EYFS 2020/21

These help notes are to support schools who have registered with the DfE as participating in the EYFS Early Adopter year from September 2020 to August 2021.

They also provide information for ALL schools in terms of Pupil Asset's recommended approach to the new EYFS 2020 Framework which we will be rolling out over the summer 2021.

Link for Video: EYFS 2020

Early Adopter schools: framework for the early years foundation stage

The level of development children should be expected to have attained by the end of the EYFS is defined by the early learning goals (ELGs).

The ELGs should support teachers to make a holistic, best-fit judgement about a child’s development, and their readiness for year 1. In the final term of the year in which the child reaches age five, and no later than 30 June in that term, the EYFS Profile must be completed for each child.

Each child’s level of development must be assessed against the early learning goals. Practitioners must indicate whether children are meeting expected levels of development, or if they are not yet reaching expected levels (emerging). This is the EYFS Profile.

Tracking towards the new ELGs in Pupil Asset

Having consulted with a large number of Early Adopter schools and taken into consideration the principles of the new Development Matters guidance, we have created a new assessment model which we believe meets the requirements of schools whilst acknowledging the need to reduce the amount of unnecessary and unhelpful data that has been historically collected.

"Assessment should not entail prolonged breaks from interaction with children and not require excessive paperwork. Paperwork should be limited to that which is absolutely necessary to promote children's successful learning and development." - Wendy Ratcliff, HMI and Principal Officer for Early Education

Pupil Asset's EYFS 2020 model is a Point in Time Assessment.

Many of our EYFS settings are currently using a linear model whereby pupils are expected to progress through a number of steps along an agreed flight path. Where the Point in Time model differs is that learning is assessed against what has been observed to date and learner's achievements are compared against the expected levels of understanding and competencies relative to that 'point in time'.

Where a child is deemed to be meeting expectations, their attainment should be graded as 'Meeting ARE'. Learners who have achieved more are graded as currently Exceeding expectations and those attaining less will be graded as Below expected to varying degrees.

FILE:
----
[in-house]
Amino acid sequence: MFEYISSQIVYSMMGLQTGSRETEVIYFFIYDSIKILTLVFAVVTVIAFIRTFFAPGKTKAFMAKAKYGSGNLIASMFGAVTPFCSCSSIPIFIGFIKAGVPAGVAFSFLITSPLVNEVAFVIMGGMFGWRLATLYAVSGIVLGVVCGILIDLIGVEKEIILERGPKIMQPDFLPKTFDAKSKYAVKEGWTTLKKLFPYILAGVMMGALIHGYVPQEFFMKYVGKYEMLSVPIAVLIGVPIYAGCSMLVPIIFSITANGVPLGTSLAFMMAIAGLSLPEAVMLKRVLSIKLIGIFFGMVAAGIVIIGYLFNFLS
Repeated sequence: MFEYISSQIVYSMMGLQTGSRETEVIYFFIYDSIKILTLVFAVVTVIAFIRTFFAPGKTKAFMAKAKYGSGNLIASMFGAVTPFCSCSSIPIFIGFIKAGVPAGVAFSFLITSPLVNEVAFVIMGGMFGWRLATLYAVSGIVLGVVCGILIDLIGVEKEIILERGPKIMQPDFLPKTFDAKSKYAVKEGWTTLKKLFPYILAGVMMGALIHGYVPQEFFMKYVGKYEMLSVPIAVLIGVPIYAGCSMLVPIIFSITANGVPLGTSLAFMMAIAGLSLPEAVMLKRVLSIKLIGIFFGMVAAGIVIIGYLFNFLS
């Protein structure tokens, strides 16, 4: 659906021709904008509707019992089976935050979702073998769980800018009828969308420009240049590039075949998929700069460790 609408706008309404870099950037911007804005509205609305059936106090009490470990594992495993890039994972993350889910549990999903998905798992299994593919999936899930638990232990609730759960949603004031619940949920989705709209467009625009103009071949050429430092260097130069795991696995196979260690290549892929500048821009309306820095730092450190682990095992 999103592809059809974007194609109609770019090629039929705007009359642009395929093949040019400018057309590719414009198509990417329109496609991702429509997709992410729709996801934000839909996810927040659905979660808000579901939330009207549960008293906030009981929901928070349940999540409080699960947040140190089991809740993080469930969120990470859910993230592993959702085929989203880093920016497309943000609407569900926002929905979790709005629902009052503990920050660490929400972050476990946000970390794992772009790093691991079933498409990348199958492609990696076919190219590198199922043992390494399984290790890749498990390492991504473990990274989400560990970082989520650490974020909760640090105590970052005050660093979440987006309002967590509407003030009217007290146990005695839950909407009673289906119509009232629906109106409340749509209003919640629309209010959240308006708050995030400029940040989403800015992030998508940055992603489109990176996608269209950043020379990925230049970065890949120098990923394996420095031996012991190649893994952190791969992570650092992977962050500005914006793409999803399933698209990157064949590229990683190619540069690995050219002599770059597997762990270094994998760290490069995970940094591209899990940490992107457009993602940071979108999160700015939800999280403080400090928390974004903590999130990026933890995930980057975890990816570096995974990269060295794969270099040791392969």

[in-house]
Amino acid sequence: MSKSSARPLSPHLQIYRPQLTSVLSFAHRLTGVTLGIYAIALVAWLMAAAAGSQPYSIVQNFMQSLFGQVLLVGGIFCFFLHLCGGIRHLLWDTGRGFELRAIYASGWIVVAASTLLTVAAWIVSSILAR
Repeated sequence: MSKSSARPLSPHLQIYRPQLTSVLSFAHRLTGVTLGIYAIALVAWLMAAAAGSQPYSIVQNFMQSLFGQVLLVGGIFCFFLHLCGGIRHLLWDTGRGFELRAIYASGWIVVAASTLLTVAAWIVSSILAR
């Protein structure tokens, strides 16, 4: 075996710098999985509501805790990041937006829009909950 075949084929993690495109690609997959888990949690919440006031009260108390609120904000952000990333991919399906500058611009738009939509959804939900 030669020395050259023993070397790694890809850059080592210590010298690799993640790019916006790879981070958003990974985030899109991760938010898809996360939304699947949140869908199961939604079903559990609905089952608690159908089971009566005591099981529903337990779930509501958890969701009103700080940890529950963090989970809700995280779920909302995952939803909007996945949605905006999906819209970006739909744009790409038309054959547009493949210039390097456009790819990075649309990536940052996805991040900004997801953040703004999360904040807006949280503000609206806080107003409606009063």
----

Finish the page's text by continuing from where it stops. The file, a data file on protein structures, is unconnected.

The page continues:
PITA models give plenty of scope for teachers to make professional judgements about the achievement of their pupils. In order to make robust judgements, teachers should have a good understanding of the curriculum and a clear sense of what they expect of their learners throughout the year.

"Inspectors will NOT be going into schools and asking how many months progress children have made or which group of children were at 30-50/40-60 months etc. Inspectors are simply not interested in that. What inspectors WILL be interest in is what do you expect children to learn whilst they are in Reception and how will you deliver that?" Gill Jones, HMI and Deputy Director of Schools and Early Education

What about Formative Assessment?

We strongly urge our schools to use this opportunity as a chance to review current assessment practices and consider whether using the statements in the Non-Statutory Development Matters guidance as a 'check-list' is considered absolutely necessary to promote children's successful learning and development. 

"The document is not a tick list for generating lots of data. You can use your professional knowledge to help children make progress without needing to record lots of next steps. Settings can help children to make progress without generating unnecessary paperwork." -DfE, Development Matters, 2020.

"Checkpoints - not checklists. Do we need lots of checklists to for all of the children we are working with to make sure they are doing well? NO. The progress model should be through the curriculum and through the way that the staff work with the children." - Dr Julian Grenier, Author of Development Matters.

Many of our Early Adopter schools have used the opportunity to revise their day to day practice and very few are now using formative assessment frameworks to tick off all the objectives. Instead, the frameworks are being used as a tool to support planning and teaching and as a useful point of reference. Feedback has been that it is still very useful to have the frameworks available in the Tracker. Some schools have identified Key Performance Indicators within the frameworks and are assessing against these objectives as opposed to the whole framework.

If you wish to use one of our new Formative Assessment frameworks, the following frameworks can be accessed via Admin > School Options > Frameworks.

  • Development Matters 2020 - an exact copy of the Development Matters 2020 Guidance
  • EYFS 2020 (New ELGs) - based on Development Matters 2020, the statements from the guidance have been split across the 17 aspects / ELGs

Click the link at the bottom of this page for a downloadable version of Pupil Asset's EYFS 2020 (New ELGs) framework which can be used for reference.

Useful Links:

Early Years Framework 2020

Development Matters Revised Guidance 2021

Webinar: Looking at what’s at the heart of the new Development Matters and busting some data myths - Dr Julian Grenier (author of DM) talks through some of the principles underlying the new DMs and busts myths around assessment. Gill Jones (HMI) and Wendy Ratcliff (HMI) talk about what Ofsted is doing this term and how myth-busting on the use of assessment data continues.

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